I was working on this video game a while back, and for one of the scenes, they wanted some big orchestral action cue with lots of moving strings and choir. Hypothetically, it was no problem. It’s insane that instrument samples have gotten good enough that you can just use those for a variety of projects now as opposed to hiring a live orchestra for everything. However, if you listen to the MIDI version of something you’ve written vs. the live version, you can totally tell the difference. Live orchestra is very fucking awesome. It’s not like it used to be where MIDI samples would sound like shitty Casio or anything, but still, orchestra rocks compared to MIDI mockups.
So my bosses on the video game I was working on were extremely organized. Really clear notes, instructions on length for each cue, instrumentation suggestions, and then they would give me music examples for the vibe they wanted. For one particular cue, they sent me several mp3s from The Phantom Menace including “Duel of the Fates” and “Anakin Defeats Sebulba.”
Let’s sum up: I’m jealous.
If you have not heard these, you should listen to them now. These — along with every other fucking thing John Williams has ever written EVER — are fantastic. And on top of this, they were recorded with the London Symphony Orchestra. So to me it’s a bit funny when someone temps with the awesomeness that is John Williams, because no one can ever live up to that. I mean, I definitely tried, and I really like what I came up with, and so did my bosses, but it’s insane trying to emulate him.
Even other “big name” composers can’t. I was watching Jurassic Park 3 with my cousin two Christmases ago. My cousin is also a composer. I looked at him during the movie and asked “did John Williams do this? It sounds weird.” And he replied, “I don’t know, it doesn’t sound … shiny.” Which I thought was an interesting comment. I found out later the composer was Don Davis (of “The Matrix” fame) who is also quite good, and even though he was using the Jurassic Park themes from the earlier movies, it still did not affect us as John Williams’ music usually did.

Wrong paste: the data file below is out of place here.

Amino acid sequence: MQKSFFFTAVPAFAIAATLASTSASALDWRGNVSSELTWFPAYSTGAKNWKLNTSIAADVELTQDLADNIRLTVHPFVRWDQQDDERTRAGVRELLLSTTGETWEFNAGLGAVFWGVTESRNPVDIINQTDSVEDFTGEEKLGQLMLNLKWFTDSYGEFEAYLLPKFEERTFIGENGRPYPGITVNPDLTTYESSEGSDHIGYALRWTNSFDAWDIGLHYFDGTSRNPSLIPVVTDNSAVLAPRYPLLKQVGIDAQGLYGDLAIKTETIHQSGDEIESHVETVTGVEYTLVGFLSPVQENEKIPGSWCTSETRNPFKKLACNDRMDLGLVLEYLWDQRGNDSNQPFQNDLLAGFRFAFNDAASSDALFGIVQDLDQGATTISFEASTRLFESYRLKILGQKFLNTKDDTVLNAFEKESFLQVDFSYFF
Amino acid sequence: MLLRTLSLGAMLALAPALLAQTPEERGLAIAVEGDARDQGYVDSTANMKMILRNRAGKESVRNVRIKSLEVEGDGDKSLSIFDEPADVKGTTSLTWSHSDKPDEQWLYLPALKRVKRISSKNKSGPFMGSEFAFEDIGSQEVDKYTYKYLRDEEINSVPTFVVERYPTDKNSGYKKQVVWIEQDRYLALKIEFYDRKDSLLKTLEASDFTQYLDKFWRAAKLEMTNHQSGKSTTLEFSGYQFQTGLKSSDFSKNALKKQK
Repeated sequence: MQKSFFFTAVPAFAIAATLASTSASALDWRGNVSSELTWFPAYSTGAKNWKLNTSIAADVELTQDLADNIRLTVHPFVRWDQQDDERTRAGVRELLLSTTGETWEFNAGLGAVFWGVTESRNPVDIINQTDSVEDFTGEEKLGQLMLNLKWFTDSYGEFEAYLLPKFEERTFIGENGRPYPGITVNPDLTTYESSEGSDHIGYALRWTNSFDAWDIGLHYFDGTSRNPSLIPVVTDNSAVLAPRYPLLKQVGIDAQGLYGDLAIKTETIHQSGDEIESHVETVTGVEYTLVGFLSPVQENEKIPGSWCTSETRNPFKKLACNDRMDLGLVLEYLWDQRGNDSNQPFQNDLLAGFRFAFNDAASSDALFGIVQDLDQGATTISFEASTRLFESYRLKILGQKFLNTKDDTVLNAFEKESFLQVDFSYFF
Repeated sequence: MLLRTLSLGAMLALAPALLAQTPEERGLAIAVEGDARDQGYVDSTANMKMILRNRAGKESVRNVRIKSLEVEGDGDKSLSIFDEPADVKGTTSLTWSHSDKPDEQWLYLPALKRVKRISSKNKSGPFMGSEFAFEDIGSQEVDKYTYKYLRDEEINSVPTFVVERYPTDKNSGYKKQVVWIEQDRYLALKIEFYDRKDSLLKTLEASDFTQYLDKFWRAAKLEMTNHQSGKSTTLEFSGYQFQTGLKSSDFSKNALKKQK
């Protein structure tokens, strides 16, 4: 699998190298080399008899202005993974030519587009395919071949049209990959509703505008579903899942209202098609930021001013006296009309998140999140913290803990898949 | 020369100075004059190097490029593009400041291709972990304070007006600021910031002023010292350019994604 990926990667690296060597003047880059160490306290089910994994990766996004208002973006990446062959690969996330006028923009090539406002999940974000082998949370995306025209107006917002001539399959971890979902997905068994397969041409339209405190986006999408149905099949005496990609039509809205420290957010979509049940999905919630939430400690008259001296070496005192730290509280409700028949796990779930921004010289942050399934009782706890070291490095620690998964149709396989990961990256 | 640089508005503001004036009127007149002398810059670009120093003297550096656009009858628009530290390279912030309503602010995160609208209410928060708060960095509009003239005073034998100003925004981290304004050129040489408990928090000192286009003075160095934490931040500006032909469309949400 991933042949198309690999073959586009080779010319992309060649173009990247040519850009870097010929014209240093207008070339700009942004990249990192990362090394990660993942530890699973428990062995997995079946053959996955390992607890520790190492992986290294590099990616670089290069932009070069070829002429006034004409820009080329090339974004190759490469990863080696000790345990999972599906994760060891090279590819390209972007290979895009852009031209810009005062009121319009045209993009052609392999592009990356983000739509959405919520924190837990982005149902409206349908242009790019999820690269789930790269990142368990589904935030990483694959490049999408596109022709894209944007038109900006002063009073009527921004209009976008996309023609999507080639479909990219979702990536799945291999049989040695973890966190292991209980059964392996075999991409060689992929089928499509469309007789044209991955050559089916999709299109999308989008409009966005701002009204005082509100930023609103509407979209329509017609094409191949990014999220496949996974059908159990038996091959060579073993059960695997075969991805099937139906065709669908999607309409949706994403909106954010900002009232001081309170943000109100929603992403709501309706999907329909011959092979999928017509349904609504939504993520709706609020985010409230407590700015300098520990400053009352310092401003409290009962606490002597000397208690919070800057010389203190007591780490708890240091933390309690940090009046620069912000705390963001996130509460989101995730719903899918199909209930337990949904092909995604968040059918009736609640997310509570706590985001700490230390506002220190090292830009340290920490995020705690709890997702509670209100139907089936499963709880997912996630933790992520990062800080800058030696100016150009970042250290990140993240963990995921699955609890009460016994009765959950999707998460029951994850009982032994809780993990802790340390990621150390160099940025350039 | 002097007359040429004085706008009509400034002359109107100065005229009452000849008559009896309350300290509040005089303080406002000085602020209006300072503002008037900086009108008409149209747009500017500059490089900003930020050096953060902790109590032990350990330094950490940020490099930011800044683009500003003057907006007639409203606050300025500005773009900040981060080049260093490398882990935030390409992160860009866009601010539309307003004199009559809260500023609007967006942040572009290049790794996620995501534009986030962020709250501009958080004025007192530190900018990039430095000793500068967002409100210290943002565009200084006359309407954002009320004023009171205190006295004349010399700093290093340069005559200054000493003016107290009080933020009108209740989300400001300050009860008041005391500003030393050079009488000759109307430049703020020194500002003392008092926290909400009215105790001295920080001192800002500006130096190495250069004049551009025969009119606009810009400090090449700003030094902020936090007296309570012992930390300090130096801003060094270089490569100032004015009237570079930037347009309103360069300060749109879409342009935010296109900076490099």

So this is what got me on the John Williams gush-fest again lately: I was in the car a couple weeks ago and turned on the radio, and like the nerd that I am, I had the classical station on last when I turned the car off. So classical music popped on. And what was playing was none other than the climatic bike flying scene from E.T. by John Williams. And I just sat there for a few minutes in the driveway listening to this, probably with my mouth hanging open. Not like I haven’t heard this before, but I haven’t heard it in at least 10 years. And the emotions he brings out, and those chord changes … DEAR GOD, it makes me feel like a moron because I think no matter how much training I might ever get, I will never be the awesomeness that is John Williams.
Which is even more compounded by the fact that he thrived long before the age of Logic and Pro Tools and Abelton Live and whatever other software composers use to create a piece of music these days. He actually had to DO MATH to get his music to hit correctly on certain points in the picture, a process that I briefly studied in college, but no longer remember because these days you don’t have to do it.
While John Williams was scoring E.T. it got to the point for him where at the climatic bike flying scene, he was struggling to move his hit points around and tempos and everything else you had to do in that day and age to line up with picture, and was not able to line his music up with that scene the way he wanted to. Spielberg apparently said to him something like “Write the music as you envisioned it, I will cut the movie to your music.” Which is awesome on so many levels. To have the director follow you instead of you following him, and changing around his movie because he knew the impact John Williams’ music would have is insane to me.
Let’s sum up: I’m jealous. And also extremely moved and impressed. Because that scene is a classic movie scene any way you think about it.
I don’t know what is going to happen when John Williams dies. For composers it would like The Beatles breaking up. He has such great movie music themes (bet you can hum the theme to Star Wars right now!) and all different kinds of stuff. (I recently watched Catch Me If You Can again. Sooo good.) He’s not only a composer whose talent I can’t even begin to quantify, but he conducts too. Which I always find impressive because I cannot conduct for the life of me. John Williams is just awesome, and if I record music someday that is half as awesome as the music he does, I would be very happy.